Pedicularis groenlandica

Wetlands and landscapes

Data science, water, isotopes, and ecosystems

Notes on using a custom domain to host the site

More notes on my journey towards static site domination.

Jason Mercer

5 minutes read

So far, in my minimal web development experience I’ve never setup a true website such that my site had it’s own domain. I’ve owned at least one domain in he past, but I only used that for email services. However, I’ve heard one can setup a GitLab (and GitHub, etc.) site with a custome domain. Since I already had a custom domain,, I thought I’d give setting up a custom domain a shot with the new site.

Since I’ve never done this before, and GitLab’s documentation, as it pertains to Amazon Web Service, was not super obvious to me, I thought I’d document all the steps I went through to go from having a site hosted via to That said, I’m really not sure how many of these steps were truly necessary. Ye have been warned.

Setting up a custom domain with GitLab and Amazon Web Services

  1. Registered my domain with Amazon Route 53. I did this a while ago (2017), so don’t really remember the details of that transaction.
  2. Started the custom domain process with GitLab.
    1. Went to my repo.
    2. Settings (lower left) -> Pages
    3. On the New Pages Domain page
      1. Added my domain:
      2. Turned out some automatic security feature (not really sure what that was, but I couldn’t get to the next page without turning it on).
    4. On the Pages Domain page
      1. Copied my DNS and Verification Status
      2. My SSL certificate was inactive, since I hadn’t verified my domain, yet.
  3. Setup my DNS records for Pages
    1. Added a bucket to my root domain via AWS
      1. From the dashboard -> S3 -> Create bucket
      2. Bucket names:
      3. Added a key, “wetlandscapes”, so I could track any costs I might occur by doing this stuff.
      4. I kep the rest of the default options.
    2. Configure my “main” bucket,
      1. Click the name of the bucket from the Amazon S3 console.
      2. Click Properties.
      3. Click Static Website Hosting
      4. Selected “Use this bucket to host a website”.
        1. Index document. From the public/ directory of my site it looks like index.html works.
        2. Error document. Same, but it looks like 404.html is the error document.
    3. Configure my “ancillary” bucket,
      1. Same as above, but when I get to the Static Website Hosting I select “Redirect requests”
        1. Target bucket or domain:
    4. Setup web traffic logging (just because I’m curious)
      1. Create another bucket called
      2. Using the same options (and defaults) as I did with the other buckets.
      3. Once the bucket is created, click on it.
      4. Go to Overview.
      5. Create folders (use bucket settings):
        • root
        • cdn
      6. Go back to the S3 console page.
      7. Click the bucket.
      8. Click Properties.
      9. Server access logging.
        1. Target bucket:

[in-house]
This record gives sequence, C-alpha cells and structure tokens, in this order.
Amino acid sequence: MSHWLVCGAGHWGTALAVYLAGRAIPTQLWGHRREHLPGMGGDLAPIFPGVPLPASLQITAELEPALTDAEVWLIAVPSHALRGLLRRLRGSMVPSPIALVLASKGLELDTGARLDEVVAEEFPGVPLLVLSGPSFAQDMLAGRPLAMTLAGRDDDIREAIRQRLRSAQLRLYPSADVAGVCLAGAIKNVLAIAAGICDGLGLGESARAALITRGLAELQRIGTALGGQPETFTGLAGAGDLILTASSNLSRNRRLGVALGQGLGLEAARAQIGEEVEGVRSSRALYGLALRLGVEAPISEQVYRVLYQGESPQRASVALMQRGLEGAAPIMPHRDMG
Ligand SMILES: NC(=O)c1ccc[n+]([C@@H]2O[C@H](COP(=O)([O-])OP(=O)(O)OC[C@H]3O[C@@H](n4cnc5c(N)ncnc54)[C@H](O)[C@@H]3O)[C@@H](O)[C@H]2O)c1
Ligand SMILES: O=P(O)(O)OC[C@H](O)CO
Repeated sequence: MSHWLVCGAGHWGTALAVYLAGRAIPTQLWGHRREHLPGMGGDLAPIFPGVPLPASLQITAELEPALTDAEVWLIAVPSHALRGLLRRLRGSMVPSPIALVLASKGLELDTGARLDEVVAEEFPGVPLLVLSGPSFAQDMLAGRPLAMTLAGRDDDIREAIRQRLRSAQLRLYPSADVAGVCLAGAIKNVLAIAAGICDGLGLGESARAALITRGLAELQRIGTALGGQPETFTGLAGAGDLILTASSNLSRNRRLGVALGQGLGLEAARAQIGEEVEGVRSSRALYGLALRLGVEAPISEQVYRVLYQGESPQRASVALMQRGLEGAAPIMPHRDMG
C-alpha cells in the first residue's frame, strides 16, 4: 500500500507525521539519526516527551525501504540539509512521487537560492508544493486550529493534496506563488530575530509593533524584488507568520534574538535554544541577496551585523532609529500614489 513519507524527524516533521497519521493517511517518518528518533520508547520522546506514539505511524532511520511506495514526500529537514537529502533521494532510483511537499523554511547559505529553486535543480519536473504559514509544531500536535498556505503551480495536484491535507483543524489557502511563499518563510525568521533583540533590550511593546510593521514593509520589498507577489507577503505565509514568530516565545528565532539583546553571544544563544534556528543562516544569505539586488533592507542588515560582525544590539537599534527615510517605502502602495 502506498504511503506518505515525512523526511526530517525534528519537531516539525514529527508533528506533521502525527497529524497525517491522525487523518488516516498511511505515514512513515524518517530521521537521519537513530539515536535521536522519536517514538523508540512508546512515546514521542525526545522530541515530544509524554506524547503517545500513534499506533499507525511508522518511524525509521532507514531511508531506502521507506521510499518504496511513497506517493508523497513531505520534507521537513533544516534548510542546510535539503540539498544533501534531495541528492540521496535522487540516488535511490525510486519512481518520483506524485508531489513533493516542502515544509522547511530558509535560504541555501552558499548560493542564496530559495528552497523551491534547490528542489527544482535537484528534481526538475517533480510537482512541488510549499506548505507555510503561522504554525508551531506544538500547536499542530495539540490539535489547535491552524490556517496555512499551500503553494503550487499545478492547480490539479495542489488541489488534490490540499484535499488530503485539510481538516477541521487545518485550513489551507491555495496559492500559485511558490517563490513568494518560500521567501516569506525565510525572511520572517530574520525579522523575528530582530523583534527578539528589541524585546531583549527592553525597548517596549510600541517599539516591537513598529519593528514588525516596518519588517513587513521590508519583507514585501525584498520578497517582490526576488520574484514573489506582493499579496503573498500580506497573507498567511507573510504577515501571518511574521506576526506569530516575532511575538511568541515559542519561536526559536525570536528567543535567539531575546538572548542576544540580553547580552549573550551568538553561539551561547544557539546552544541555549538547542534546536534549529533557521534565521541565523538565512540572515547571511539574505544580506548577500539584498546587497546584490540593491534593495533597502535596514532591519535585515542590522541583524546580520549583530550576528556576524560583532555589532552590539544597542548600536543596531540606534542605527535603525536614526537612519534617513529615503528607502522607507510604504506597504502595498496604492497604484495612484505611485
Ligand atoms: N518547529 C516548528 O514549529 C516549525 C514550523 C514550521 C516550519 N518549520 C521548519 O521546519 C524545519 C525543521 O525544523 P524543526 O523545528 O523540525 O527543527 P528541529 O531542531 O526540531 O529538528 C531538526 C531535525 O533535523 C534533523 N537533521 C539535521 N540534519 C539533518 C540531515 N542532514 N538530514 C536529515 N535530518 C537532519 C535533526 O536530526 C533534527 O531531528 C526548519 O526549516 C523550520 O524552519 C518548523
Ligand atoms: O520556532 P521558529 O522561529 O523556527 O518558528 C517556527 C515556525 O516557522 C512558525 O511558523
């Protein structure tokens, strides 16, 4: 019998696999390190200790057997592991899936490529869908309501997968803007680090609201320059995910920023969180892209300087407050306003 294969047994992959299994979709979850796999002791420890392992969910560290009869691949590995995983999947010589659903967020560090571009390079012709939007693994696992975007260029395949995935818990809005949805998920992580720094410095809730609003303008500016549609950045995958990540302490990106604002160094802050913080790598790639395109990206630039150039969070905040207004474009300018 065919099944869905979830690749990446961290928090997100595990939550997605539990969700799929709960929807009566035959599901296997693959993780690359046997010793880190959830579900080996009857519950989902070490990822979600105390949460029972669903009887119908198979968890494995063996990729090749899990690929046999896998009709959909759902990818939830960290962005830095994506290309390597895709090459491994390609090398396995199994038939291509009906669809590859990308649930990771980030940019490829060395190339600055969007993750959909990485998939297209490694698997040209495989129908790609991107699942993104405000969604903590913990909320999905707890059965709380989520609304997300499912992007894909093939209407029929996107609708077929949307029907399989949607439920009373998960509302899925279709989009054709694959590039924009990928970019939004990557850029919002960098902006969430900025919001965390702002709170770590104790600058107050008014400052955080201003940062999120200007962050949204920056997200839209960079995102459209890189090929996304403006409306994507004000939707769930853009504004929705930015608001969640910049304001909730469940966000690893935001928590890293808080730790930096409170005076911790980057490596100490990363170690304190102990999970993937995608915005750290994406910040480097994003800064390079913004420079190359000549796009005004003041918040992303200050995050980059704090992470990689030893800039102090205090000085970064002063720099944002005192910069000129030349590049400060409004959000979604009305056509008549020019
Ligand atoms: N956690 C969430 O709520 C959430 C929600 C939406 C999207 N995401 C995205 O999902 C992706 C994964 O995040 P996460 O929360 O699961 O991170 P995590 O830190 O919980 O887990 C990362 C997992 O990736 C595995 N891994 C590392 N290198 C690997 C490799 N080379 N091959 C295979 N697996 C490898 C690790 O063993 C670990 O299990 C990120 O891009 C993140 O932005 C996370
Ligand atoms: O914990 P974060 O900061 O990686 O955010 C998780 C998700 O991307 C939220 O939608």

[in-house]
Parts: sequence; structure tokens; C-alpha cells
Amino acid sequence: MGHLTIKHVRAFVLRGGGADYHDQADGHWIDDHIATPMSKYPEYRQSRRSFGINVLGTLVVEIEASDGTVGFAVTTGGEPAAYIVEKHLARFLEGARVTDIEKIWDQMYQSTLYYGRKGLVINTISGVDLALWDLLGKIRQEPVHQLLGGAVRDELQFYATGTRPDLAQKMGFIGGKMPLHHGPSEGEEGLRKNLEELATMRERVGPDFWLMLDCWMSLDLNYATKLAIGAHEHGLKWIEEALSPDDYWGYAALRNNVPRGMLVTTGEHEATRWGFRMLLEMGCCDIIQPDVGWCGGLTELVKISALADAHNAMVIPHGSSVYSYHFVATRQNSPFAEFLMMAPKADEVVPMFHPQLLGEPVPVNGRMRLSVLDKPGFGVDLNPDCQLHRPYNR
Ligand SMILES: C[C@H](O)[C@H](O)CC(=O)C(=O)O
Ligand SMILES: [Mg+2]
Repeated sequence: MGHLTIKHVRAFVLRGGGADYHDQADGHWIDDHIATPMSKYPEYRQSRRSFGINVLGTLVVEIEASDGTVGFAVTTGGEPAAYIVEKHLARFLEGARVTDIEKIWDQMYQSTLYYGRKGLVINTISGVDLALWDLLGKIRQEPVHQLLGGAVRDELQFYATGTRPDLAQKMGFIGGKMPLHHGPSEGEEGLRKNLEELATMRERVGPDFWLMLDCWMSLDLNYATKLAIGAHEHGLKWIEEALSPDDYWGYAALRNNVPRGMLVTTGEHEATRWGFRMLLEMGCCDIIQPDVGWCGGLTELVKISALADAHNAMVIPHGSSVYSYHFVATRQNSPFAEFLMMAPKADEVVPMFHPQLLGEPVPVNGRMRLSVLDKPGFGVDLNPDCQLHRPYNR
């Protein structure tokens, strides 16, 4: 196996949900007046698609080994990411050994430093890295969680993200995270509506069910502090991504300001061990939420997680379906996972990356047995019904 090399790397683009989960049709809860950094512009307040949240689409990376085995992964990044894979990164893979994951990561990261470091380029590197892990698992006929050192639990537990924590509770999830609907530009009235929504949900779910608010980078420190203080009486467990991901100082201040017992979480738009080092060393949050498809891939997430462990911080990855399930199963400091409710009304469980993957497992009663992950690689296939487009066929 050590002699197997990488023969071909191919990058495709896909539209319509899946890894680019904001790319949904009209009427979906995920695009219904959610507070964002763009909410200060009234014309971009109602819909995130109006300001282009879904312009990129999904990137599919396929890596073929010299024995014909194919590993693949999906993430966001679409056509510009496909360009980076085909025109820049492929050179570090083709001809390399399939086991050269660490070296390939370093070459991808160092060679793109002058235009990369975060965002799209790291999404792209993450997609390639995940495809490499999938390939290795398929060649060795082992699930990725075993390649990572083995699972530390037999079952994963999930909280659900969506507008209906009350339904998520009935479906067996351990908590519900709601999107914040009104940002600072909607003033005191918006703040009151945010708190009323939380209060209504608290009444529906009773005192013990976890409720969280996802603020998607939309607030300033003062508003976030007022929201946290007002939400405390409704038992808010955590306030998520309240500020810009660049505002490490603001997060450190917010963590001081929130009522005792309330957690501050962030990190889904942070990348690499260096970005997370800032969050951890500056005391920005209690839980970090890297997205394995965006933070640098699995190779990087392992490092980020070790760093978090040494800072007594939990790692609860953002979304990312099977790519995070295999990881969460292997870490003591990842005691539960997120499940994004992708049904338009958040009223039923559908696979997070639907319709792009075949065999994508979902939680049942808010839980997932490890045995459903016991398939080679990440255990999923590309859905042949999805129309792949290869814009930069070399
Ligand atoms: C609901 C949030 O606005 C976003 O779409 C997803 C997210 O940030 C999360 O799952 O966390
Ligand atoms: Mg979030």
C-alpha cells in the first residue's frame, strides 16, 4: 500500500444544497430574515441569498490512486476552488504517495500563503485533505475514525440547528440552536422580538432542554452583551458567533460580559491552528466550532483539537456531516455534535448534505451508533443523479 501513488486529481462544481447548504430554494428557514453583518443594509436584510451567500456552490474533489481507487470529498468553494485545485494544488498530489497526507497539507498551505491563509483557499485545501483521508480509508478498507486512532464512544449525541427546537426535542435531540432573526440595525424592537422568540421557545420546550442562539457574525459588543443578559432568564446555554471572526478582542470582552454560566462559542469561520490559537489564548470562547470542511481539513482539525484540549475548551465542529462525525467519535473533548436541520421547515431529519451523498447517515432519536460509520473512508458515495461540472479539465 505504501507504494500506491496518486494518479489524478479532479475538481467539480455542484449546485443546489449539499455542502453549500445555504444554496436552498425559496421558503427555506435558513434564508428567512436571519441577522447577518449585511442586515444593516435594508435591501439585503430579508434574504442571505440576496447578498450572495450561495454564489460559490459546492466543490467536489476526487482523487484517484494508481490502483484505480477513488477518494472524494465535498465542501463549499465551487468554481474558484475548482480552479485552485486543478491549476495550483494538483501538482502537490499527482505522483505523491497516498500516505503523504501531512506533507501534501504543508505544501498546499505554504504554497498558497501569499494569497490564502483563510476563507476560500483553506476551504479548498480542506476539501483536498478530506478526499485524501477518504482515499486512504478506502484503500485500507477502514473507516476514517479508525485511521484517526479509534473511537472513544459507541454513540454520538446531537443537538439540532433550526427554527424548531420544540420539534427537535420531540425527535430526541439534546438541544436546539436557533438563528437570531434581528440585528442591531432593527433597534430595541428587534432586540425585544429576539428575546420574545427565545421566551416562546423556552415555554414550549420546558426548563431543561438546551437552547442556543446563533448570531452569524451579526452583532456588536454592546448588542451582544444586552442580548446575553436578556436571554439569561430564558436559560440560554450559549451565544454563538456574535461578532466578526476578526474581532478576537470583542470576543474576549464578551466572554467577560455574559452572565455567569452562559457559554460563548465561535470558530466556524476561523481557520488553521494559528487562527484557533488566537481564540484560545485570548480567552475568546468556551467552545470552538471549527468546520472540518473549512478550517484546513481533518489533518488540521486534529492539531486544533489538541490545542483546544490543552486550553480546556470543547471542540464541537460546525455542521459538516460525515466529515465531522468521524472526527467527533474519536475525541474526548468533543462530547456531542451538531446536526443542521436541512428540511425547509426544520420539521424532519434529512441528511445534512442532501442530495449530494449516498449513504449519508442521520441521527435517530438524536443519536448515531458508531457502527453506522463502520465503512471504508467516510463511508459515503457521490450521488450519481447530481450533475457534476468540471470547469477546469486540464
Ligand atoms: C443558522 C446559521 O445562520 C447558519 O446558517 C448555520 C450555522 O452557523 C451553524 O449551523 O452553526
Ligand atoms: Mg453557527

2. Target prefix: root/
    5. Allow public access
      1. Click my main bucket.
      2. Click Permissions.
      3. On the Block Public Access tab click the Edit button.
      4. Uncheck Block All Public Access and then save.
      5. Confirm the change.
    6. Attach a bucket policy
      1. In my main bucket click Permissions

      2. Clock Bucket Policy

      3. Copy and paste the following into the policy editor (note the reference to


Note that the above step comes with a scary warning about never granting public access to an S3 bucket.

  1. Test that my “domain endpoint” works. NOTE: ENDPOINTS MAY BE SUPERFLUOUS AS MY SITE IS ROUTED THROUGH GITLAB. 1. For this I ended up adding a dummy site to my main bucket. That is, I uploaded a index.html file with the following content:

         <html xmlns="" >
             <title>My Website Home Page</title>
           <h1>Welcome to my website</h1>
           <p>Now hosted on Amazon S3!</p>
    1. I then browsed to my endpoint:
  2. Add alias records 1. Go to Route 53. 1. Click Hosted zones (left margin). 1. Click my domain name, 1. Click Create Record Set 1. The first thing I did was apply my GitLab varification code. This use a TXT type. I didn’t use aliases or anything, but I did have to ensure that the Value was in quotes. 1. Second was that I had to make a Type A connection with an IP value of (I found this on GitLab). * Note 1: There were already NS and SOA types in my record set. I’m not sure what those are, but they were there. * Note 2: I thought I had to include a CNAME type, but everything was fine with just an A and TXT Type record.

  3. Confirm DNS 1. On GitLab navigate: Settings -> Pages -> Domains: Details -> Click the Verify button.

Boom! The site showed up!

  1. Setting up the subdomain.
    1. One last thing: We need to setup the subdomain “www” of
    2. In AWS, got to Rout 53.
    3. Hosted Zones.
    5. Create Record Set.
    6. Add “www” to the Name.
    7. Alias: Yes.
    8. Here is where those S3 buckets come into play. Alias Target:
      1. It’s this link between the subdomain “www”, the bucket above, my “main” bucket, and my “main” site that allows this all to work. Pretty neat.
    9. Save Record Set.

The subdomain,, was re-routing traffic immediately.

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I am a PhD candidate at the University of Wyoming, studying mountain wetlandscapes.